Author Archives: Theodora Blanchfield

National Mental Health Awareness Month Resources

May is Mental Health Awareness Month, and I haven’t written a damn thing about it here. Admittedly, I’m at kind of a crossroads with sharing online—I’m starting to think about what I want out there for future therapy clients to find…and also future possible romantic interests. (Yes, I’ve only really started thinking about the latter 11 years in. No, I have no idea why I’m single.)

Plus, I’m really just trying to make it day by day through this pandemic. I’m incredibly lucky in so many ways, but that doesn’t mean this isn’t hell on my mental health some days.

With all of that said, while I sort through what I’m comfortable sharing these days, I still wanted to pull together some resources in honor of Mental Health Awareness Month. As always, I think it is so important to talk about mental health, but now more than ever—prescriptions of anti-anxiety meds and antidepressants are up dramatically right now as people’s lives fall apart and people deal with the implications of being isolated. I don’t know about you, but when I am in the thick of depression or anxiety, I feel so alone. My goal in writing has always been to make others feel less alone in their struggles.

What follows is a combination of what I’ve written about mental health plus other resources to help you right now.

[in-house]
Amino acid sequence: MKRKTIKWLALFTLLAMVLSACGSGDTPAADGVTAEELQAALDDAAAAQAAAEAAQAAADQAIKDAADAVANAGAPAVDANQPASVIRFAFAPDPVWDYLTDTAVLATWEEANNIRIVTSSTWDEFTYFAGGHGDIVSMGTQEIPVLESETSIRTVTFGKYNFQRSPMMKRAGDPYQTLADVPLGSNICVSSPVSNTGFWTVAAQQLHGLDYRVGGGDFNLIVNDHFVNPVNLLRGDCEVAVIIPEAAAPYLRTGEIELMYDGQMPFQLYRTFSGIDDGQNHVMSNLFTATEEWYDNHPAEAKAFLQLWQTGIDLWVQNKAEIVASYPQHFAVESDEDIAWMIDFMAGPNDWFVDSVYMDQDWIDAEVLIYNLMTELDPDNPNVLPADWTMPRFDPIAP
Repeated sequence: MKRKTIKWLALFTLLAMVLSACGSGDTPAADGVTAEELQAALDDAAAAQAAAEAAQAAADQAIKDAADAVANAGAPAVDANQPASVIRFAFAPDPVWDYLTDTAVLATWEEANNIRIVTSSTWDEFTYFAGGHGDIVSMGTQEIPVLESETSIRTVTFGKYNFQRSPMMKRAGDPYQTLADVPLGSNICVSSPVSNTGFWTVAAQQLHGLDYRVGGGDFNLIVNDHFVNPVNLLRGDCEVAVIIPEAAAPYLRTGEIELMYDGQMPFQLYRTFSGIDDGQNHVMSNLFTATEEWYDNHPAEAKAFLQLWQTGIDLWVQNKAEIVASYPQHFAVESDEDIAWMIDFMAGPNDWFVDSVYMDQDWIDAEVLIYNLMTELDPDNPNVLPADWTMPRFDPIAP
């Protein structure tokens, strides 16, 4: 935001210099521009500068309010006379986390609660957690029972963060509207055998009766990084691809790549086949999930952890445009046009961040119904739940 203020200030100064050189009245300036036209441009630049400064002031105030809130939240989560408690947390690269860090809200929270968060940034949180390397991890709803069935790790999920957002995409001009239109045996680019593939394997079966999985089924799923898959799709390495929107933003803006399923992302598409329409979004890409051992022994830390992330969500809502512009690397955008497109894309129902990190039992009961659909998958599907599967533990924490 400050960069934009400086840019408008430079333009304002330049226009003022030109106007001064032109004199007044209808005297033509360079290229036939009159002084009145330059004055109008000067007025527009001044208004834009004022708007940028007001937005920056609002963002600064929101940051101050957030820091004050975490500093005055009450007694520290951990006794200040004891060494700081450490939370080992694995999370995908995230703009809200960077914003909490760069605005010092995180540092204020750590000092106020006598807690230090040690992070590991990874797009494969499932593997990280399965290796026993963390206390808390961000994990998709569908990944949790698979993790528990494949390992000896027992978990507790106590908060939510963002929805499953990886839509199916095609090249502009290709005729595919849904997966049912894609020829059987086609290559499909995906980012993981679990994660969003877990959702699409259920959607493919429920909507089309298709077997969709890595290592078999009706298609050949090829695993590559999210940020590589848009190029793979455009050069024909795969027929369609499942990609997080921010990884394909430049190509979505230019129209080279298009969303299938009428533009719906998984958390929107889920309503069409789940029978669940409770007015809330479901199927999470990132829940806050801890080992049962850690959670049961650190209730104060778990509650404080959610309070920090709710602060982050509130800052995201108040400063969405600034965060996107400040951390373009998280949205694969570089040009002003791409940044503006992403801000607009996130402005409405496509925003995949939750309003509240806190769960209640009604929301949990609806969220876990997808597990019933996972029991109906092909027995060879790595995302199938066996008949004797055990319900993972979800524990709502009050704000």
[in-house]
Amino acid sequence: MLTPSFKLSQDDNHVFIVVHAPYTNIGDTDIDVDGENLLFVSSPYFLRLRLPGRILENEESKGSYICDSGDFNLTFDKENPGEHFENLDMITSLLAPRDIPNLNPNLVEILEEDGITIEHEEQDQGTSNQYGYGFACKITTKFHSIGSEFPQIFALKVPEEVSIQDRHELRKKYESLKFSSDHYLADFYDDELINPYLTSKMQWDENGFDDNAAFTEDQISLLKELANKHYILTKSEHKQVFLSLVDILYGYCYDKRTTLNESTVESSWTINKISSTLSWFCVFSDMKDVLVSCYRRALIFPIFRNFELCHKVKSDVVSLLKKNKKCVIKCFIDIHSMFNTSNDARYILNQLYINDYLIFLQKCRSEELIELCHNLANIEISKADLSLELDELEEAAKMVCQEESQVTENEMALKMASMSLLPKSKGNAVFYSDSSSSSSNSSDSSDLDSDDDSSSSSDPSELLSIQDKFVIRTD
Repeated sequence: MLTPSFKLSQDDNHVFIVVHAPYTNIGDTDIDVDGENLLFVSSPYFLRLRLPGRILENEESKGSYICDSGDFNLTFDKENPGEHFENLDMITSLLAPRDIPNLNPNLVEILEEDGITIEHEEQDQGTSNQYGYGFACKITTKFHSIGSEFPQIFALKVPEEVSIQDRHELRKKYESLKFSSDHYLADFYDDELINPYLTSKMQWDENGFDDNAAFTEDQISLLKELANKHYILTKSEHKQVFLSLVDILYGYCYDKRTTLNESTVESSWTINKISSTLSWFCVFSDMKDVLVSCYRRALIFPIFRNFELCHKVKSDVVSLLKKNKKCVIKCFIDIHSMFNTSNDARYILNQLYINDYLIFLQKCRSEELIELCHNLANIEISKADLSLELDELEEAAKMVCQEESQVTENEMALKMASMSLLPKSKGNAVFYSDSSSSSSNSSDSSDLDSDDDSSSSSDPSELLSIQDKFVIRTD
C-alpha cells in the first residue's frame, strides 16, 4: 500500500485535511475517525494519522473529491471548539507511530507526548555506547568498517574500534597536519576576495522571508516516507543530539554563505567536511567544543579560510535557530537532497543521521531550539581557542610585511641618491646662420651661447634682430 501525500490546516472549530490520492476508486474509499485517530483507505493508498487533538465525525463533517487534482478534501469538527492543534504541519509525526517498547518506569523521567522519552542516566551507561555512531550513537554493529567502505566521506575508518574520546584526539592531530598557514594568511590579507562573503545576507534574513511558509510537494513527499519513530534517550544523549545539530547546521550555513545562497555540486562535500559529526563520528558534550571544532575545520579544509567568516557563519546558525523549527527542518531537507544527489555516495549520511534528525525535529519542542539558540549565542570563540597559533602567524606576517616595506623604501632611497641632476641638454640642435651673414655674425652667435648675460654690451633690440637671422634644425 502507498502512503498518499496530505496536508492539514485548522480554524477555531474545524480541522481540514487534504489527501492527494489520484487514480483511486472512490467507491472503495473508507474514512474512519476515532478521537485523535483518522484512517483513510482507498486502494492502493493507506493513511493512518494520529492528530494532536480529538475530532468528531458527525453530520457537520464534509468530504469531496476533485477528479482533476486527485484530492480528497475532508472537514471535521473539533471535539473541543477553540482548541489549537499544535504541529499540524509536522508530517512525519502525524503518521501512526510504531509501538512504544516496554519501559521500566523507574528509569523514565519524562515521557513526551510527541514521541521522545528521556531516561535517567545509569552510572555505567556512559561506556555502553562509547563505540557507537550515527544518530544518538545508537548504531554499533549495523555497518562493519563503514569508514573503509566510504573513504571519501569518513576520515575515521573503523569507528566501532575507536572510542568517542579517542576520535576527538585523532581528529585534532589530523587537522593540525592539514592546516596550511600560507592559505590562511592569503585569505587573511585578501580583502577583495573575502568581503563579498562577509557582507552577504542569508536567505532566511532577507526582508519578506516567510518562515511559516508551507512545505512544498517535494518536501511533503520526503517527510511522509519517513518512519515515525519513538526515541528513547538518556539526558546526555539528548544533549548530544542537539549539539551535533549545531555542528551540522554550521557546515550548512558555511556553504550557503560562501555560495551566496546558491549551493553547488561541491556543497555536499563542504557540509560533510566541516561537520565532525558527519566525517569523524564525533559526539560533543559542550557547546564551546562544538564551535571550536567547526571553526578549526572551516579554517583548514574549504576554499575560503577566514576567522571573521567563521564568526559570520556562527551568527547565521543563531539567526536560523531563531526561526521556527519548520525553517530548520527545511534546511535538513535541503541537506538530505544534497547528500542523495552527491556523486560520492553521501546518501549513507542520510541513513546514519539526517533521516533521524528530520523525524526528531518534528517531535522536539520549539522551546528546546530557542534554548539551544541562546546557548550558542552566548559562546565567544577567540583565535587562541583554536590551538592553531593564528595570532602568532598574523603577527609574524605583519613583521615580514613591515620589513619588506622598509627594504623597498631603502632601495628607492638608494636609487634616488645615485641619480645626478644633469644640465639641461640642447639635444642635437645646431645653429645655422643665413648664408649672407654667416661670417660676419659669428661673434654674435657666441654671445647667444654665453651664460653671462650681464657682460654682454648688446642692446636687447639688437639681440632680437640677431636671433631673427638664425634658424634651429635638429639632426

Anxiety

I would like to say I’m an early adopter to writing about anxiety—I first wrote about panic attacks in 2012, before there was as much openness about mental health on the internet as there is now.

It’s Okay to Ask for Help

Podcast Ep (remember when I did that?!): How to Deal with Anxiety at Work (with Katherine Schafler, therapist)

How to Overcome Anxiety, Starting Now (Daily Burn)

Depression

Whatever You’re Feeling is OK (this is specifically in regards to our current covid situation but is also universal!)

Not All Objects Are As They Appear: my decision to begin antidepressants

The Workouts I Use in My Mental Health Toolkit

Sharing My #LifeUnfiltered Story

Depression Wanted to Steal My Will to Live: my time in inpatient treatment

What a Friend with Depression Needs to Hear

Ketamine: A Depression Treatment That’s Working: Ketamine was the game-changer for me, and I still get infusions roughly every month. (See also: Former Club Drugs and Puppies)

Grief